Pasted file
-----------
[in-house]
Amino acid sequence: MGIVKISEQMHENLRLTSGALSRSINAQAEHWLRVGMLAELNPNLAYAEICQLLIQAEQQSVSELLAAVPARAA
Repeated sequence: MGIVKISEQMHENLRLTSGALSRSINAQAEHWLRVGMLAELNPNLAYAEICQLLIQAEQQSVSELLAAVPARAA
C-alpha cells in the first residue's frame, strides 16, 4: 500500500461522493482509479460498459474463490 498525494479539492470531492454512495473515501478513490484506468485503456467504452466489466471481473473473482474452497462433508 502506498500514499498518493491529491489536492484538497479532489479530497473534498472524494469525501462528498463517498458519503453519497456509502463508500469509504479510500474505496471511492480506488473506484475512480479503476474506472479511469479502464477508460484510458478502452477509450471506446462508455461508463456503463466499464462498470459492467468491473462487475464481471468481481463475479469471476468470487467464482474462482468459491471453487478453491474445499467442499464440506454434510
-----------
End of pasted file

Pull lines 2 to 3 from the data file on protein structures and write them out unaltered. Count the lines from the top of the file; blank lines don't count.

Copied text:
Amino acid sequence: MGIVKISEQMHENLRLTSGALSRSINAQAEHWLRVGMLAELNPNLAYAEICQLLIQAEQQSVSELLAAVPARAA
Repeated sequence: MGIVKISEQMHENLRLTSGALSRSINAQAEHWLRVGMLAELNPNLAYAEICQLLIQAEQQSVSELLAAVPARAA